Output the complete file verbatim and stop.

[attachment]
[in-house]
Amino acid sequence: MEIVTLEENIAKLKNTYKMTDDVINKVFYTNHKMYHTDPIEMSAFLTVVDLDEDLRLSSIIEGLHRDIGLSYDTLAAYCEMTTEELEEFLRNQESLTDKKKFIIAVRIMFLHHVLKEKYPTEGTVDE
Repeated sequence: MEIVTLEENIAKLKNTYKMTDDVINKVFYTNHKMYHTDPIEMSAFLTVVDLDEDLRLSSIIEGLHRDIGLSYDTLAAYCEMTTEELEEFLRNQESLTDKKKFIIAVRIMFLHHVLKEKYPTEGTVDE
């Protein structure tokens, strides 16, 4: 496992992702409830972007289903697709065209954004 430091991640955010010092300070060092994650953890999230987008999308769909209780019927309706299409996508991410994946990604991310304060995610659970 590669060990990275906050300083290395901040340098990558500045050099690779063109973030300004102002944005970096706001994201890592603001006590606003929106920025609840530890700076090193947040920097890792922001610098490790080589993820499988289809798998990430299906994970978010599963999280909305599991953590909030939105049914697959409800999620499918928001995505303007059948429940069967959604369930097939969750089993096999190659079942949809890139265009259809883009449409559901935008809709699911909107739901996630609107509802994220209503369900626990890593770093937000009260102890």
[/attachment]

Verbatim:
[in-house]
Amino acid sequence: MEIVTLEENIAKLKNTYKMTDDVINKVFYTNHKMYHTDPIEMSAFLTVVDLDEDLRLSSIIEGLHRDIGLSYDTLAAYCEMTTEELEEFLRNQESLTDKKKFIIAVRIMFLHHVLKEKYPTEGTVDE
Repeated sequence: MEIVTLEENIAKLKNTYKMTDDVINKVFYTNHKMYHTDPIEMSAFLTVVDLDEDLRLSSIIEGLHRDIGLSYDTLAAYCEMTTEELEEFLRNQESLTDKKKFIIAVRIMFLHHVLKEKYPTEGTVDE
């Protein structure tokens, strides 16, 4: 496992992702409830972007289903697709065209954004 430091991640955010010092300070060092994650953890999230987008999308769909209780019927309706299409996508991410994946990604991310304060995610659970 590669060990990275906050300083290395901040340098990558500045050099690779063109973030300004102002944005970096706001994201890592603001006590606003929106920025609840530890700076090193947040920097890792922001610098490790080589993820499988289809798998990430299906994970978010599963999280909305599991953590909030939105049914697959409800999620499918928001995505303007059948429940069967959604369930097939969750089993096999190659079942949809890139265009259809883009449409559901935008809709699911909107739901996630609107509802994220209503369900626990890593770093937000009260102890």